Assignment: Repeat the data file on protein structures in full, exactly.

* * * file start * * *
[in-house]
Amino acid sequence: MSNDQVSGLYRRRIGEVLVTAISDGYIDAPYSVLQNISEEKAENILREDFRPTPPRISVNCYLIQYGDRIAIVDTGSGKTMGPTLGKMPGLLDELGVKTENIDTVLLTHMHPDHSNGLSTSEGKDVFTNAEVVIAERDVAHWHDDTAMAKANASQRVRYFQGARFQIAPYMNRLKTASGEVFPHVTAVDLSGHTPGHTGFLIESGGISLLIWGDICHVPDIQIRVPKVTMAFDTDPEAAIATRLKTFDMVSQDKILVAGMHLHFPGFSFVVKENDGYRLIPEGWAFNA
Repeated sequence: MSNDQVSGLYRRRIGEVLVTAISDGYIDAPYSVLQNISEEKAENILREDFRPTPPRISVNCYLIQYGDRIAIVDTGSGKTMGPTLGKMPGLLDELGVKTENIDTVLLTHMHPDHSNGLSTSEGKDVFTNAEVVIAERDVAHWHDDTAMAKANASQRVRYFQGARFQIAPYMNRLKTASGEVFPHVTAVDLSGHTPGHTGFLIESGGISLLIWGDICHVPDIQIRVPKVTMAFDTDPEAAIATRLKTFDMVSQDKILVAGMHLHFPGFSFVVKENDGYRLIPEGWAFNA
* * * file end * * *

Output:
[in-house]
Amino acid sequence: MSNDQVSGLYRRRIGEVLVTAISDGYIDAPYSVLQNISEEKAENILREDFRPTPPRISVNCYLIQYGDRIAIVDTGSGKTMGPTLGKMPGLLDELGVKTENIDTVLLTHMHPDHSNGLSTSEGKDVFTNAEVVIAERDVAHWHDDTAMAKANASQRVRYFQGARFQIAPYMNRLKTASGEVFPHVTAVDLSGHTPGHTGFLIESGGISLLIWGDICHVPDIQIRVPKVTMAFDTDPEAAIATRLKTFDMVSQDKILVAGMHLHFPGFSFVVKENDGYRLIPEGWAFNA
Repeated sequence: MSNDQVSGLYRRRIGEVLVTAISDGYIDAPYSVLQNISEEKAENILREDFRPTPPRISVNCYLIQYGDRIAIVDTGSGKTMGPTLGKMPGLLDELGVKTENIDTVLLTHMHPDHSNGLSTSEGKDVFTNAEVVIAERDVAHWHDDTAMAKANASQRVRYFQGARFQIAPYMNRLKTASGEVFPHVTAVDLSGHTPGHTGFLIESGGISLLIWGDICHVPDIQIRVPKVTMAFDTDPEAAIATRLKTFDMVSQDKILVAGMHLHFPGFSFVVKENDGYRLIPEGWAFNA